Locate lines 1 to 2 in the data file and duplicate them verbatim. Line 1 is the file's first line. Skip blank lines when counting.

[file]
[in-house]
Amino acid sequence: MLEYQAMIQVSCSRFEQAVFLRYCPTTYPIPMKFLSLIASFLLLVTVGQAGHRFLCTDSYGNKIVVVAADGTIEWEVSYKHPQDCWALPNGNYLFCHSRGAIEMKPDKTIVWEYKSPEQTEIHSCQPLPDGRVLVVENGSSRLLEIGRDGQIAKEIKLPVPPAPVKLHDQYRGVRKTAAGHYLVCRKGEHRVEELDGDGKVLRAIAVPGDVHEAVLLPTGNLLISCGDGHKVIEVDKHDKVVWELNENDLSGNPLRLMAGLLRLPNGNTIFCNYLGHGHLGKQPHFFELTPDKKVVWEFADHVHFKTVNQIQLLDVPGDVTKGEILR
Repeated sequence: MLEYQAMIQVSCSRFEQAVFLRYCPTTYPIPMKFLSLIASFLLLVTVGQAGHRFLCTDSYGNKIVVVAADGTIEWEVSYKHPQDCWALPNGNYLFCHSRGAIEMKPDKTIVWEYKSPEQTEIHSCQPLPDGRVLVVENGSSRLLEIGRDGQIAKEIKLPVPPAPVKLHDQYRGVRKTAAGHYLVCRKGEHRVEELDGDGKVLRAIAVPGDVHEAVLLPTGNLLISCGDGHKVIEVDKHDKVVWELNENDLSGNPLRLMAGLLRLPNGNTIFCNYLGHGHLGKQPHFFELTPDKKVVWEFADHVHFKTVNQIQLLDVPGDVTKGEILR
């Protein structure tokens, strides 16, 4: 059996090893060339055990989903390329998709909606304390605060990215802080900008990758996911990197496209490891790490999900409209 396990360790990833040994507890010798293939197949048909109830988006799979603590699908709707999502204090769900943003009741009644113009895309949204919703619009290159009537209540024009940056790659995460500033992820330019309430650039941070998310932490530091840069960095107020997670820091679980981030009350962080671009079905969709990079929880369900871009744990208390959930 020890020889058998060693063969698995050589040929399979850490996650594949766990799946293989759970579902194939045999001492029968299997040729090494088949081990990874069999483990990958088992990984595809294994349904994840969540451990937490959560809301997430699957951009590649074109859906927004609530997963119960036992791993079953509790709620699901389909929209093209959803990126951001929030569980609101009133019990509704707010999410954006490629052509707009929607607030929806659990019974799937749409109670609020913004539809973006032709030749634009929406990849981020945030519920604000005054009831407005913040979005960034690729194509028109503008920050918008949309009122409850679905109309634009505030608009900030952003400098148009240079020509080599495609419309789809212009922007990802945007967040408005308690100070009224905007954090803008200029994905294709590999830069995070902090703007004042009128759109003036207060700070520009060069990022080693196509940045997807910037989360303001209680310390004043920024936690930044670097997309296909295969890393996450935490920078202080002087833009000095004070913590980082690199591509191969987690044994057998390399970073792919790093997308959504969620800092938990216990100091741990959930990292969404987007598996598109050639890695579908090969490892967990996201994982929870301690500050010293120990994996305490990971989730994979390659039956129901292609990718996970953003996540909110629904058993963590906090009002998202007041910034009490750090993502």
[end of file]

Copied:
[in-house]
Amino acid sequence: MLEYQAMIQVSCSRFEQAVFLRYCPTTYPIPMKFLSLIASFLLLVTVGQAGHRFLCTDSYGNKIVVVAADGTIEWEVSYKHPQDCWALPNGNYLFCHSRGAIEMKPDKTIVWEYKSPEQTEIHSCQPLPDGRVLVVENGSSRLLEIGRDGQIAKEIKLPVPPAPVKLHDQYRGVRKTAAGHYLVCRKGEHRVEELDGDGKVLRAIAVPGDVHEAVLLPTGNLLISCGDGHKVIEVDKHDKVVWELNENDLSGNPLRLMAGLLRLPNGNTIFCNYLGHGHLGKQPHFFELTPDKKVVWEFADHVHFKTVNQIQLLDVPGDVTKGEILR